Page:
Rash Treatments Scottsbluff NE

The most important step is to try to figure out whether the rash has been caused by an infection or an allergic reaction, since each of these categories will lead to an entirely different course of action.

Kerr, David J MD - Scottsbluff Dermatology
(308) 632-3230
210 W 38th St
Scottsbluff, NE
 
David Kerr, MD
(308) 632-3230
210 W 38th St
Scottsbluff, NE
 
John Roherty Luckasen, MD
(402) 559-2555
4242 Farnam St
Omaha, NE
Specialties
Dermatology
Gender
Male
Education
Medical School: Univ Of Ne Coll Of Med, Omaha Ne 68198
Graduation Year: 1970
Hospital
Hospital: Clarkson Memorial Hosp, Omaha, Ne
Group Practice: Midwest Dermatology Clinic

Data Provided by:
Kyle M Van De Graaff
(402) 330-4555
11623 Arbor St
Omaha, NE
Specialty
Dermatology

Data Provided by:
Dr.Elliott Rustad
(402) 484-6222
1919 S 40th St # 330
Lincoln, NE
Gender
M
Education
Medical School: Univ Of Mn Med Sch-Minneapolis
Year of Graduation: 1960
Speciality
Dermatologist
General Information
Accepting New Patients: Yes
RateMD Rating
3.0, out of 5 based on 3, reviews.

Data Provided by:
David James Kerr, MD
(308) 632-3230
4545 E 9th Ave 210 W 38th St
Scottsbluff, NE
Specialties
Dermatology
Gender
Male
Education
Medical School: Univ Of Mi Med Sch, Ann Arbor Mi 48109
Graduation Year: 1973

Data Provided by:
Blomstedt, John
(308) 436-2101
1275 SAGE ST
Gering, NE
 
Ramon M Fusaro, MD
(402) 559-4399
2808 S 80th Ave Ste 230
Omaha, NE
Specialties
Dermatology
Gender
Male
Education
Medical School: Univ Of Mn Med Sch-Minneapolis, Minneapolis Mn 55455
Graduation Year: 1953

Data Provided by:
Heibel, Mark D MD - Heibel Dermatology Clinic
(402) 564-1476
4508 38th St, #152
Columbus, NE
 
Elliott Lovland Rustad, MD
(402) 484-6222
1919 S 40th St Ste 330
Lincoln, NE
Specialties
Dermatology
Gender
Male
Education
Medical School: Univ Of Mn Med Sch-Minneapolis, Minneapolis Mn 55455
Graduation Year: 1960

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How to Decipher That Rash

Provided by: 

By Robert Rountree, MD

I try not to overreact every time one of my kids gets a rash, but it still freaks me out. How can I tell if it signals something serious?

When a rash suddenly appears in a normally healthy child, the first thing you should do is step back, take a deep breath, and objectively assess the situation. If the rash is spreading rapidly or showing up all over the body, or if your child is experiencing progressive symptoms such as wheezing or shortness of breath, increasingly high temperature, weakness, lethargy, or intense headache, joint aches, or muscle pains, then you are dealing with a serious situation and should immediately seek medical assistance. Any rash that doesn’t go away after a week or two also warrants professional help.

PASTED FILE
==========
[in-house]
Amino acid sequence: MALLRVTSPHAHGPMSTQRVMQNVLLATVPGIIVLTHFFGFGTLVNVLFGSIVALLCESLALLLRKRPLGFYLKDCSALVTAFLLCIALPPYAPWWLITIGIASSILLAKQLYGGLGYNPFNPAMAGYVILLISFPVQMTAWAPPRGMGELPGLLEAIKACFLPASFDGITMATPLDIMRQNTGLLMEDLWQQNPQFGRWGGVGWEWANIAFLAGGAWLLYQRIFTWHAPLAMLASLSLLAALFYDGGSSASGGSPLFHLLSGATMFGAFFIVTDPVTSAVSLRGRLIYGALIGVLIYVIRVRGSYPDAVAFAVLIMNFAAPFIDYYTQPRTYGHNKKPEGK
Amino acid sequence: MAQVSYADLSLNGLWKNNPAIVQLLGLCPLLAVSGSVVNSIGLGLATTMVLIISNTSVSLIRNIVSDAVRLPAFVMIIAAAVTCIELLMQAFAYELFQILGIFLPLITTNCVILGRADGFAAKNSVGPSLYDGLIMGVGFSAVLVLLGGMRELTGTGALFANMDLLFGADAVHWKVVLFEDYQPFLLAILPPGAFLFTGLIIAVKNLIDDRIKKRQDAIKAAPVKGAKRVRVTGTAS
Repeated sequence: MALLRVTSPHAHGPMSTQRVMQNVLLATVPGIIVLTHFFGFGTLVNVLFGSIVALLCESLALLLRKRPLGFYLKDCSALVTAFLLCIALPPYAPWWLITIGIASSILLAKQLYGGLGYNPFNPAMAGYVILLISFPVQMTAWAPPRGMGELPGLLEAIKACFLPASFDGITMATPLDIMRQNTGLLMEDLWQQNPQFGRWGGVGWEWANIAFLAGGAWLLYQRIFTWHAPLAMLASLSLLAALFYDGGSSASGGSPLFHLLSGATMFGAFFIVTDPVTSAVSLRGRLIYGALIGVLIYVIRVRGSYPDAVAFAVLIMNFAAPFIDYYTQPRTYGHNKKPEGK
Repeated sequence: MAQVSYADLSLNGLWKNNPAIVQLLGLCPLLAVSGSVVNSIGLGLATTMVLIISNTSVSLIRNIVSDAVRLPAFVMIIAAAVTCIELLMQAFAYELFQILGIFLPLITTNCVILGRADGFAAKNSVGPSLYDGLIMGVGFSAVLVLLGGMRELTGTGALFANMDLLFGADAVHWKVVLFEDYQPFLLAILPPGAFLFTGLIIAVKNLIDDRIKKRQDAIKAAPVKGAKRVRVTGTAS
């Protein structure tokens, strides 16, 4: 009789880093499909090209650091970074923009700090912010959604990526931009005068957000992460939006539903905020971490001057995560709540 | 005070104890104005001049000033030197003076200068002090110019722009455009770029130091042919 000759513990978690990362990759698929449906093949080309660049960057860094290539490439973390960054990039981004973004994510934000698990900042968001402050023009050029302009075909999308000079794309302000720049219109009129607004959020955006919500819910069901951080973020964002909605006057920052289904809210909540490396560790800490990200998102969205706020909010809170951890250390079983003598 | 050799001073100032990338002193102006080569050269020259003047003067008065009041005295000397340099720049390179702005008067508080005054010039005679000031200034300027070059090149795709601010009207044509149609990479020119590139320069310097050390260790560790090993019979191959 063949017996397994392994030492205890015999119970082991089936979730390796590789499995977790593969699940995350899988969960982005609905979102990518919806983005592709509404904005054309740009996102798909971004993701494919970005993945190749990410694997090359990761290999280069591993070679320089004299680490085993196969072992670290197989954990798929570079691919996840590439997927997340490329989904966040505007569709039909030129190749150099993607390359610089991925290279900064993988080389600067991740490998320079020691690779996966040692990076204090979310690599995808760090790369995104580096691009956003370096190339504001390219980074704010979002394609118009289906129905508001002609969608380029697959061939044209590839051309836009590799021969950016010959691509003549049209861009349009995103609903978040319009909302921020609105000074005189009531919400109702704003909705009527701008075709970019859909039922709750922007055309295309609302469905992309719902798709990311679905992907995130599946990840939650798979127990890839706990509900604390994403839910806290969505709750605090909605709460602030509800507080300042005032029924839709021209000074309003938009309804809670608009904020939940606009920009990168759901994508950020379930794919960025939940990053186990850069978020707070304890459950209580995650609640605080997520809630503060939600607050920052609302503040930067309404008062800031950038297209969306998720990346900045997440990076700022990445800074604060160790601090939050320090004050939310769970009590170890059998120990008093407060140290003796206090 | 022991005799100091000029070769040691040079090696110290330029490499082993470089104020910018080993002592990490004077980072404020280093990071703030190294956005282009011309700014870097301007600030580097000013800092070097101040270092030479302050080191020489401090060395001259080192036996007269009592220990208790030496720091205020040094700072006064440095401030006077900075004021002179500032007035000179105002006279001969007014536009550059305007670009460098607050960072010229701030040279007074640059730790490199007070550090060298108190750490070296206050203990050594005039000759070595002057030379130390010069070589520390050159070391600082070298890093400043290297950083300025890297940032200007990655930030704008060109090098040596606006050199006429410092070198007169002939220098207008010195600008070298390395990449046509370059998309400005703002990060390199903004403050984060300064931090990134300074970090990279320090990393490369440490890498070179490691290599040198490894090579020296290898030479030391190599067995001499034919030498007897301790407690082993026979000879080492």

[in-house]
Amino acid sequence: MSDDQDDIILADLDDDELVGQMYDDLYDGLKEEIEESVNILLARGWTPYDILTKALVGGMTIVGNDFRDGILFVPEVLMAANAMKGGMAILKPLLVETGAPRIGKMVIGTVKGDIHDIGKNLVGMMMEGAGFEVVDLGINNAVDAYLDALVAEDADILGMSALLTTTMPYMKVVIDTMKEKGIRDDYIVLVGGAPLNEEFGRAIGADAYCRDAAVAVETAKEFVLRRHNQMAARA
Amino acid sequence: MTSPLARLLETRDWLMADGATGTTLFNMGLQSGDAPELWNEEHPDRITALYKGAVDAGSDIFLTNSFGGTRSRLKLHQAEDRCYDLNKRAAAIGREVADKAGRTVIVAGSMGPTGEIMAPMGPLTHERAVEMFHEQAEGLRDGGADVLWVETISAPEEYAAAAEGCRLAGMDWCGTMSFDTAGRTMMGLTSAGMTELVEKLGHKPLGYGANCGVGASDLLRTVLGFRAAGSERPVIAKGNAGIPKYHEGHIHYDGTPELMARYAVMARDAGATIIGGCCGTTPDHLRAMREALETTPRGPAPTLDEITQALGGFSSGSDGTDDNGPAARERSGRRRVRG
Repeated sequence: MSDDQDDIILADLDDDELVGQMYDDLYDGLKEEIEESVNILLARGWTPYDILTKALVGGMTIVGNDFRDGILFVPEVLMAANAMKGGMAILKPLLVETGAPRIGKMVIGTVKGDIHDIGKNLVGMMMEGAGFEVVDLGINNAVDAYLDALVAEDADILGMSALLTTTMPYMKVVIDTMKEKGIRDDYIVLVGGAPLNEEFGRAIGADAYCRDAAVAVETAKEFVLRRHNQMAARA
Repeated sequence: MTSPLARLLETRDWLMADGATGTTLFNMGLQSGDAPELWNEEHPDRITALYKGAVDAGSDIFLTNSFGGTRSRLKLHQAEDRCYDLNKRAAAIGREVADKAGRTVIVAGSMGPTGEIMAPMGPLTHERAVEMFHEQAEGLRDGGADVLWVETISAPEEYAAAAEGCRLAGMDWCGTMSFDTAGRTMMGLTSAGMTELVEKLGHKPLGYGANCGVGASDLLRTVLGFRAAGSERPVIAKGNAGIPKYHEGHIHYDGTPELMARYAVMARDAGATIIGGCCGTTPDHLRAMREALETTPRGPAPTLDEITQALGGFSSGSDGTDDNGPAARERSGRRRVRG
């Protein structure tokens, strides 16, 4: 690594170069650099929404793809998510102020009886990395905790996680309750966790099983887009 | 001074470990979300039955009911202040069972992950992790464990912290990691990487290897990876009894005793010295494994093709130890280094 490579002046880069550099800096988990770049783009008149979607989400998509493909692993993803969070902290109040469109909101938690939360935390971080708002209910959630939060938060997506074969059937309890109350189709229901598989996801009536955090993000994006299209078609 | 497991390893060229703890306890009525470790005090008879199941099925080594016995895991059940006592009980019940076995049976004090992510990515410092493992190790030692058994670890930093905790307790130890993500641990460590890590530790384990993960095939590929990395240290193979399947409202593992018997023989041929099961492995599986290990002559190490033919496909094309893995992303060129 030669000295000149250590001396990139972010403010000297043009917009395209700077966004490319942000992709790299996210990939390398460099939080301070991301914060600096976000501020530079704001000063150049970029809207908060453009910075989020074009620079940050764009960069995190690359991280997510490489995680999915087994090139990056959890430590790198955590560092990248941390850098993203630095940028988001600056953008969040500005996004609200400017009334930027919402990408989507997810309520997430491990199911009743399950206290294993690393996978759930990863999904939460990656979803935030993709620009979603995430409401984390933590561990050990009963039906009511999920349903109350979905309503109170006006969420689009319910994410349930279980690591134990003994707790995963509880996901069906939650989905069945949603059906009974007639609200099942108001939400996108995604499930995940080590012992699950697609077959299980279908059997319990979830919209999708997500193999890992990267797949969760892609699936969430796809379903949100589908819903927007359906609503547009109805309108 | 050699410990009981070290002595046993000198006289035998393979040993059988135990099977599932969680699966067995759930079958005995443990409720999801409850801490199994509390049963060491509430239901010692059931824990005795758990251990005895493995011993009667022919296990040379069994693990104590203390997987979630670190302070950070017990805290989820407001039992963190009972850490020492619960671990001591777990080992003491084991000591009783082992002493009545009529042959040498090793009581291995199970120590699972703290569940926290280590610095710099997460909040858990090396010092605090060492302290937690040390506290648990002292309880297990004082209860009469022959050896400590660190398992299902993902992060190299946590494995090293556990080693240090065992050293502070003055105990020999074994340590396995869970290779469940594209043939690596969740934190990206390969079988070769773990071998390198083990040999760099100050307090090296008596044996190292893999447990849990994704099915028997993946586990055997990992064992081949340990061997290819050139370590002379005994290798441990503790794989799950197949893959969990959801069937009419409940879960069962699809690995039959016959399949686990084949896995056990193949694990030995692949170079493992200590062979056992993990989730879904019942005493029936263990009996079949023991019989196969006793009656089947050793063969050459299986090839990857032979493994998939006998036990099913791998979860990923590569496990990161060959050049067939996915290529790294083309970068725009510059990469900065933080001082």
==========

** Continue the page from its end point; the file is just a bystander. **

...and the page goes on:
If you’ve decided that the situation is not urgent, then you can apply some detective skills by gathering clues about the physical characteristics and location of the rash and the sequence of events prior to its appearance. Even if you are unable to determine the cause, answering these questions will help describe the situation to your healthcare provider: Is the rash confined to one area, or is it widespread? Does it come and go, or does it stay in the same place? Does it have small spots, large blotches, or a diffuse redness? Is it flat, raised, or blistered? Is it pink, red, purple, etc.? Do the affected areas itch or burn? Is it scaly, crusty, or weeping?

The most important step is to try to figure out whether the rash has been caused by an infection or an allergic reaction, since each of these categories will lead to an entirely different course of action. For example, if the rash is from an infection, then your child may be contagious. If systemic symptoms such as a fever, sore throat, swollen lymph nodes, muscle aches, diarrhea, or abdominal pain preceded the rash, then you would suspect a virus (measles, roseola, chicken pox), bacteria (scarlet fever from streptococcus), or bacteria-like organisms (Lyme disease, Rocky Mountain spotted fever). Recent exposure to any of these illnesses or a recent tick bite may be a tip-off.

The most dangerous rash that you could encounter in this context is from bacterial meningitis. In its initial stages, bacterial meningitis may resemble a bad cold or flu, but then things get suddenly worse with a high fever, severe headache, and joint aches. The rash is actually the result of small areas of bleeding called petechiae that occur under the skin and in the mucous membranes and the eyes. It typically begins in one region and then spreads all over the body, thus signaling a life-threatening situation.

Rashes from superficial infections may result from fungi (ringworm, athlete’s foot, diaper rash), viruses (herpes), bacteria (impetigo), or parasites (scabies and mites). Each of these rashes has a unique appearance and typical time course. An important clue is whether the child’s playmates or family members have experienced any similar problems. Recent...

Author: Robert Rountree

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